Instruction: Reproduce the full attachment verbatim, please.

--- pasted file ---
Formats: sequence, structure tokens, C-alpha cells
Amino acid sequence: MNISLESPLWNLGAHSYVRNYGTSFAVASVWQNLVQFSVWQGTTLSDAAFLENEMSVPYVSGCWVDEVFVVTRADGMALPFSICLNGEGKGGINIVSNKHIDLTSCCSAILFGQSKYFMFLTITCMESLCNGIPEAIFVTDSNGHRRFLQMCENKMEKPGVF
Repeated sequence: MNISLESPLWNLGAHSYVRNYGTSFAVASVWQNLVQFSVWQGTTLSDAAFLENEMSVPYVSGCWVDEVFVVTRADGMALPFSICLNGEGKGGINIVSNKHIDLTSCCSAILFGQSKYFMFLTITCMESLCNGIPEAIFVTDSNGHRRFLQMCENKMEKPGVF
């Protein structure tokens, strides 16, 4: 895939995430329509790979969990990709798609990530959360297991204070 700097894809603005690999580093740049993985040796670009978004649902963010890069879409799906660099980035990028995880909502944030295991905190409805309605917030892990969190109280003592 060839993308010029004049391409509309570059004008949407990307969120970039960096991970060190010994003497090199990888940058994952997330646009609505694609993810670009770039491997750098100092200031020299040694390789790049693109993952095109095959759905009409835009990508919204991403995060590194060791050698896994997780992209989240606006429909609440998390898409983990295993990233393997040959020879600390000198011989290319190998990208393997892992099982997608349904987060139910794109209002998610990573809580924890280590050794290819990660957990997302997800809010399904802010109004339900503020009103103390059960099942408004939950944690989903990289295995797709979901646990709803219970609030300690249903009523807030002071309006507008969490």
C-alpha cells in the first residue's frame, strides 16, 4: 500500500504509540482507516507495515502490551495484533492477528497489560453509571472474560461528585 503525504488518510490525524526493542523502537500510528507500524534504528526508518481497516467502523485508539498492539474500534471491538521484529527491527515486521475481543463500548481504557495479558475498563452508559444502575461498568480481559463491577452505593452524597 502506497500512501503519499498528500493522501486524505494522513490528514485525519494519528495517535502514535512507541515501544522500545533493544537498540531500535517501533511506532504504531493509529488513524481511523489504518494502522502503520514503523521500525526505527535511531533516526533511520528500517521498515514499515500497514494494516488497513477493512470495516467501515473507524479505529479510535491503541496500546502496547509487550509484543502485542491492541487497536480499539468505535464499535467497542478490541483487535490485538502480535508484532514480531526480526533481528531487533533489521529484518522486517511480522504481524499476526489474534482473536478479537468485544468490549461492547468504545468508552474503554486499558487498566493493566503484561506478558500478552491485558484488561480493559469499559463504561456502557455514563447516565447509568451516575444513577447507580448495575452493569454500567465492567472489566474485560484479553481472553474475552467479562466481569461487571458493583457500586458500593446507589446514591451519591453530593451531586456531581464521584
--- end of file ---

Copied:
Formats: sequence, structure tokens, C-alpha cells
Amino acid sequence: MNISLESPLWNLGAHSYVRNYGTSFAVASVWQNLVQFSVWQGTTLSDAAFLENEMSVPYVSGCWVDEVFVVTRADGMALPFSICLNGEGKGGINIVSNKHIDLTSCCSAILFGQSKYFMFLTITCMESLCNGIPEAIFVTDSNGHRRFLQMCENKMEKPGVF
Repeated sequence: MNISLESPLWNLGAHSYVRNYGTSFAVASVWQNLVQFSVWQGTTLSDAAFLENEMSVPYVSGCWVDEVFVVTRADGMALPFSICLNGEGKGGINIVSNKHIDLTSCCSAILFGQSKYFMFLTITCMESLCNGIPEAIFVTDSNGHRRFLQMCENKMEKPGVF
């Protein structure tokens, strides 16, 4: 895939995430329509790979969990990709798609990530959360297991204070 700097894809603005690999580093740049993985040796670009978004649902963010890069879409799906660099980035990028995880909502944030295991905190409805309605917030892990969190109280003592 060839993308010029004049391409509309570059004008949407990307969120970039960096991970060190010994003497090199990888940058994952997330646009609505694609993810670009770039491997750098100092200031020299040694390789790049693109993952095109095959759905009409835009990508919204991403995060590194060791050698896994997780992209989240606006429909609440998390898409983990295993990233393997040959020879600390000198011989290319190998990208393997892992099982997608349904987060139910794109209002998610990573809580924890280590050794290819990660957990997302997800809010399904802010109004339900503020009103103390059960099942408004939950944690989903990289295995797709979901646990709803219970609030300690249903009523807030002071309006507008969490």
C-alpha cells in the first residue's frame, strides 16, 4: 500500500504509540482507516507495515502490551495484533492477528497489560453509571472474560461528585 503525504488518510490525524526493542523502537500510528507500524534504528526508518481497516467502523485508539498492539474500534471491538521484529527491527515486521475481543463500548481504557495479558475498563452508559444502575461498568480481559463491577452505593452524597 502506497500512501503519499498528500493522501486524505494522513490528514485525519494519528495517535502514535512507541515501544522500545533493544537498540531500535517501533511506532504504531493509529488513524481511523489504518494502522502503520514503523521500525526505527535511531533516526533511520528500517521498515514499515500497514494494516488497513477493512470495516467501515473507524479505529479510535491503541496500546502496547509487550509484543502485542491492541487497536480499539468505535464499535467497542478490541483487535490485538502480535508484532514480531526480526533481528531487533533489521529484518522486517511480522504481524499476526489474534482473536478479537468485544468490549461492547468504545468508552474503554486499558487498566493493566503484561506478558500478552491485558484488561480493559469499559463504561456502557455514563447516565447509568451516575444513577447507580448495575452493569454500567465492567472489566474485560484479553481472553474475552467479562466481569461487571458493583457500586458500593446507589446514591451519591453530593451531586456531581464521584